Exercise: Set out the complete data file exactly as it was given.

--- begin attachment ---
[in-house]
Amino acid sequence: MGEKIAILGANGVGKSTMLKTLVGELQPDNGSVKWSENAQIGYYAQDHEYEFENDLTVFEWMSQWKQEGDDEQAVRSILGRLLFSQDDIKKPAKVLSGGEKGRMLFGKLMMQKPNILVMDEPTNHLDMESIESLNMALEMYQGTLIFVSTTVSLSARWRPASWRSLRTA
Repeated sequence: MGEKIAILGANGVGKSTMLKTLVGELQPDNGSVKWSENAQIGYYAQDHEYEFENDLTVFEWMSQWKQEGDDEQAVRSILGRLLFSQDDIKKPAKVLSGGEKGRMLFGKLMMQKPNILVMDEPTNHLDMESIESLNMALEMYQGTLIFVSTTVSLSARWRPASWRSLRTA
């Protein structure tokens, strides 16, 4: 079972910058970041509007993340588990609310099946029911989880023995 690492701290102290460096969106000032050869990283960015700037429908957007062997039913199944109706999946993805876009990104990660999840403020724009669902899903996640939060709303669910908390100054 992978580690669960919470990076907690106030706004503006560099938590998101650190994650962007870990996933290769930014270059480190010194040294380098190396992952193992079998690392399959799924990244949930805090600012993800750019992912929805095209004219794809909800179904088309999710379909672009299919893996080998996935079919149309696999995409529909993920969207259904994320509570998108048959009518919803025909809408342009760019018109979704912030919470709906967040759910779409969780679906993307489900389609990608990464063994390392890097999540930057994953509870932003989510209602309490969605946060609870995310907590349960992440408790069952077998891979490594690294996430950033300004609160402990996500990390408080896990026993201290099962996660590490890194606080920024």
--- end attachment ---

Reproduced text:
[in-house]
Amino acid sequence: MGEKIAILGANGVGKSTMLKTLVGELQPDNGSVKWSENAQIGYYAQDHEYEFENDLTVFEWMSQWKQEGDDEQAVRSILGRLLFSQDDIKKPAKVLSGGEKGRMLFGKLMMQKPNILVMDEPTNHLDMESIESLNMALEMYQGTLIFVSTTVSLSARWRPASWRSLRTA
Repeated sequence: MGEKIAILGANGVGKSTMLKTLVGELQPDNGSVKWSENAQIGYYAQDHEYEFENDLTVFEWMSQWKQEGDDEQAVRSILGRLLFSQDDIKKPAKVLSGGEKGRMLFGKLMMQKPNILVMDEPTNHLDMESIESLNMALEMYQGTLIFVSTTVSLSARWRPASWRSLRTA
């Protein structure tokens, strides 16, 4: 079972910058970041509007993340588990609310099946029911989880023995 690492701290102290460096969106000032050869990283960015700037429908957007062997039913199944109706999946993805876009990104990660999840403020724009669902899903996640939060709303669910908390100054 992978580690669960919470990076907690106030706004503006560099938590998101650190994650962007870990996933290769930014270059480190010194040294380098190396992952193992079998690392399959799924990244949930805090600012993800750019992912929805095209004219794809909800179904088309999710379909672009299919893996080998996935079919149309696999995409529909993920969207259904994320509570998108048959009518919803025909809408342009760019018109979704912030919470709906967040759910779409969780679906993307489900389609990608990464063994390392890097999540930057994953509870932003989510209602309490969605946060609870995310907590349960992440408790069952077998891979490594690294996430950033300004609160402990996500990390408080896990026993201290099962996660590490890194606080920024």